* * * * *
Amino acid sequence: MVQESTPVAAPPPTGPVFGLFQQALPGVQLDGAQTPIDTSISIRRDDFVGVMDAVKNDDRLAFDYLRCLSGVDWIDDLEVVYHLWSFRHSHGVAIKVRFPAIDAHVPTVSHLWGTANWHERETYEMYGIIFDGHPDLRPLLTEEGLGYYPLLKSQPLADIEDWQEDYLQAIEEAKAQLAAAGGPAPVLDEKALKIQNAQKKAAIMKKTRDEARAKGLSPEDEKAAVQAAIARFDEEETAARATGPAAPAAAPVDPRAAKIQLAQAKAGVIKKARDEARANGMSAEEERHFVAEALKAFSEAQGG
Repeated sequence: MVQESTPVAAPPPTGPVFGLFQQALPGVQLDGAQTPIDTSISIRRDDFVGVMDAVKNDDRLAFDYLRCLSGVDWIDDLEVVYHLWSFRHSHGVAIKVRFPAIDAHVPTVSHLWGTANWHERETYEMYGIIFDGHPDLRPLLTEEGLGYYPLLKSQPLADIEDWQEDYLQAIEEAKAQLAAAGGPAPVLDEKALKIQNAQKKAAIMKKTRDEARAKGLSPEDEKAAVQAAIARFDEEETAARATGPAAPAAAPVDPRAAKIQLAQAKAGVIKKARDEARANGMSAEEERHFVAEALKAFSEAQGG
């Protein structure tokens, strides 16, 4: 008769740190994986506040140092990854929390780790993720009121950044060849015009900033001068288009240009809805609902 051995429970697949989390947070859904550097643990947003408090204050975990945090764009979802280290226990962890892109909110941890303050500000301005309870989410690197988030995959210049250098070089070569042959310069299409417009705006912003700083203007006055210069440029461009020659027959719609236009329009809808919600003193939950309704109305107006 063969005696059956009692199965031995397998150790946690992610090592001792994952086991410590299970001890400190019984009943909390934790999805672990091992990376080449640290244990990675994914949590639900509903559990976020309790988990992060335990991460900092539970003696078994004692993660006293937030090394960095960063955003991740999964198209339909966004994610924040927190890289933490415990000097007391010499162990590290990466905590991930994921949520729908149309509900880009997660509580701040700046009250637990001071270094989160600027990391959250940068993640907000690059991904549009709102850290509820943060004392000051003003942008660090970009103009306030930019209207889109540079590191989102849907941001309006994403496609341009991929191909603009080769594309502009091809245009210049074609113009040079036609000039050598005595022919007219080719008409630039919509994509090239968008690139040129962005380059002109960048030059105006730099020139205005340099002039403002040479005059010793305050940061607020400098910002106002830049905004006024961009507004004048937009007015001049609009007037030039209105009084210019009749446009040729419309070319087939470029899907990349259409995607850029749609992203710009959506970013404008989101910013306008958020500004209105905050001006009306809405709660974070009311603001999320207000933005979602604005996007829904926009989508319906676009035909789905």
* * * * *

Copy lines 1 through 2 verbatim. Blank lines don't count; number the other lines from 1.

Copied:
Amino acid sequence: MVQESTPVAAPPPTGPVFGLFQQALPGVQLDGAQTPIDTSISIRRDDFVGVMDAVKNDDRLAFDYLRCLSGVDWIDDLEVVYHLWSFRHSHGVAIKVRFPAIDAHVPTVSHLWGTANWHERETYEMYGIIFDGHPDLRPLLTEEGLGYYPLLKSQPLADIEDWQEDYLQAIEEAKAQLAAAGGPAPVLDEKALKIQNAQKKAAIMKKTRDEARAKGLSPEDEKAAVQAAIARFDEEETAARATGPAAPAAAPVDPRAAKIQLAQAKAGVIKKARDEARANGMSAEEERHFVAEALKAFSEAQGG
Repeated sequence: MVQESTPVAAPPPTGPVFGLFQQALPGVQLDGAQTPIDTSISIRRDDFVGVMDAVKNDDRLAFDYLRCLSGVDWIDDLEVVYHLWSFRHSHGVAIKVRFPAIDAHVPTVSHLWGTANWHERETYEMYGIIFDGHPDLRPLLTEEGLGYYPLLKSQPLADIEDWQEDYLQAIEEAKAQLAAAGGPAPVLDEKALKIQNAQKKAAIMKKTRDEARAKGLSPEDEKAAVQAAIARFDEEETAARATGPAAPAAAPVDPRAAKIQLAQAKAGVIKKARDEARANGMSAEEERHFVAEALKAFSEAQGG